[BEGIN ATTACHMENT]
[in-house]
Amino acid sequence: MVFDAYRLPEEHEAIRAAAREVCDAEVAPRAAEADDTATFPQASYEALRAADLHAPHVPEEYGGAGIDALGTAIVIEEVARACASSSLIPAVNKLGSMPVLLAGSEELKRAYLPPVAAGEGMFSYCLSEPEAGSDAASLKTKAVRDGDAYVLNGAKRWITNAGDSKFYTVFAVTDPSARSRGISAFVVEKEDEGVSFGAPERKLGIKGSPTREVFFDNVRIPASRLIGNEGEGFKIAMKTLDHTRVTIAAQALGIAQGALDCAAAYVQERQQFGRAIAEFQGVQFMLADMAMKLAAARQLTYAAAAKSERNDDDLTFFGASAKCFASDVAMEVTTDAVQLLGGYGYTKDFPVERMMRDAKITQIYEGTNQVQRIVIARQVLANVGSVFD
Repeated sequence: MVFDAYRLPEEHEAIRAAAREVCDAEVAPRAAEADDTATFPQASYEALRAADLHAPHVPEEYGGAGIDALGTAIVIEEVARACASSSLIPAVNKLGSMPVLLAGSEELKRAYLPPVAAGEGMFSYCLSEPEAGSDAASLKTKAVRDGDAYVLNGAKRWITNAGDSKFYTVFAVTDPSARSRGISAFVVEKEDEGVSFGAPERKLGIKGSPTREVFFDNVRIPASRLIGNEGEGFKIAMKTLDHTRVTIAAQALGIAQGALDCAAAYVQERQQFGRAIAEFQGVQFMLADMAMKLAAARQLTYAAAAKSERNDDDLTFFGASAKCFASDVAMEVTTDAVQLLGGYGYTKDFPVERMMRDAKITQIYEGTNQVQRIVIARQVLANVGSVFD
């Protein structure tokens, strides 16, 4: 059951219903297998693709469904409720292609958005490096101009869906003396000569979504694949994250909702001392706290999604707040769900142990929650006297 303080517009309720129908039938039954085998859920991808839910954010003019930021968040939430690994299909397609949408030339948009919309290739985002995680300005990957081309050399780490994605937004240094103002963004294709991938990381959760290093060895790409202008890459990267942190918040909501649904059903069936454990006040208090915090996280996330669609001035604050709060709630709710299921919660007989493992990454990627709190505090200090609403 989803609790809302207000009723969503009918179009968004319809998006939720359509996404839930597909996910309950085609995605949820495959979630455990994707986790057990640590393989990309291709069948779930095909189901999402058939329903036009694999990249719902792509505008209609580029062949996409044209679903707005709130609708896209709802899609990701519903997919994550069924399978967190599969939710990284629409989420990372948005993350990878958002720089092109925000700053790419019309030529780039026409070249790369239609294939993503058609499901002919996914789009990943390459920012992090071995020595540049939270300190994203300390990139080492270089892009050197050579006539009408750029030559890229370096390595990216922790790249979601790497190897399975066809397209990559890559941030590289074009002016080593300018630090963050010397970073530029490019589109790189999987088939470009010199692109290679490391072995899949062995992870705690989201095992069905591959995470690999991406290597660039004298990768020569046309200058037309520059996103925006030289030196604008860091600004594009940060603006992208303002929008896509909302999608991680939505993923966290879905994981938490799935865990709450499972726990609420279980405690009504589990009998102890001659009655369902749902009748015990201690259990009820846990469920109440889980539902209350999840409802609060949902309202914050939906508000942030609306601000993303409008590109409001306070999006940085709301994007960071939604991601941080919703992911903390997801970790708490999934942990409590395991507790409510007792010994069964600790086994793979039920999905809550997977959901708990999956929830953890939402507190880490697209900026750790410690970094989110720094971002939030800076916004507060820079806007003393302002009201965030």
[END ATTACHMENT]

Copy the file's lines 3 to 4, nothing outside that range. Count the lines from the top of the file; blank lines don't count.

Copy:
Repeated sequence: MVFDAYRLPEEHEAIRAAAREVCDAEVAPRAAEADDTATFPQASYEALRAADLHAPHVPEEYGGAGIDALGTAIVIEEVARACASSSLIPAVNKLGSMPVLLAGSEELKRAYLPPVAAGEGMFSYCLSEPEAGSDAASLKTKAVRDGDAYVLNGAKRWITNAGDSKFYTVFAVTDPSARSRGISAFVVEKEDEGVSFGAPERKLGIKGSPTREVFFDNVRIPASRLIGNEGEGFKIAMKTLDHTRVTIAAQALGIAQGALDCAAAYVQERQQFGRAIAEFQGVQFMLADMAMKLAAARQLTYAAAAKSERNDDDLTFFGASAKCFASDVAMEVTTDAVQLLGGYGYTKDFPVERMMRDAKITQIYEGTNQVQRIVIARQVLANVGSVFD
């Protein structure tokens, strides 16, 4: 059951219903297998693709469904409720292609958005490096101009869906003396000569979504694949994250909702001392706290999604707040769900142990929650006297 303080517009309720129908039938039954085998859920991808839910954010003019930021968040939430690994299909397609949408030339948009919309290739985002995680300005990957081309050399780490994605937004240094103002963004294709991938990381959760290093060895790409202008890459990267942190918040909501649904059903069936454990006040208090915090996280996330669609001035604050709060709630709710299921919660007989493992990454990627709190505090200090609403 989803609790809302207000009723969503009918179009968004319809998006939720359509996404839930597909996910309950085609995605949820495959979630455990994707986790057990640590393989990309291709069948779930095909189901999402058939329903036009694999990249719902792509505008209609580029062949996409044209679903707005709130609708896209709802899609990701519903997919994550069924399978967190599969939710990284629409989420990372948005993350990878958002720089092109925000700053790419019309030529780039026409070249790369239609294939993503058609499901002919996914789009990943390459920012992090071995020595540049939270300190994203300390990139080492270089892009050197050579006539009408750029030559890229370096390595990216922790790249979601790497190897399975066809397209990559890559941030590289074009002016080593300018630090963050010397970073530029490019589109790189999987088939470009010199692109290679490391072995899949062995992870705690989201095992069905591959995470690999991406290597660039004298990768020569046309200058037309520059996103925006030289030196604008860091600004594009940060603006992208303002929008896509909302999608991680939505993923966290879905994981938490799935865990709450499972726990609420279980405690009504589990009998102890001659009655369902749902009748015990201690259990009820846990469920109440889980539902209350999840409802609060949902309202914050939906508000942030609306601000993303409008590109409001306070999006940085709301994007960071939604991601941080919703992911903390997801970790708490999934942990409590395991507790409510007792010994069964600790086994793979039920999905809550997977959901708990999956929830953890939402507190880490697209900026750790410690970094989110720094971002939030800076916004507060820079806007003393302002009201965030």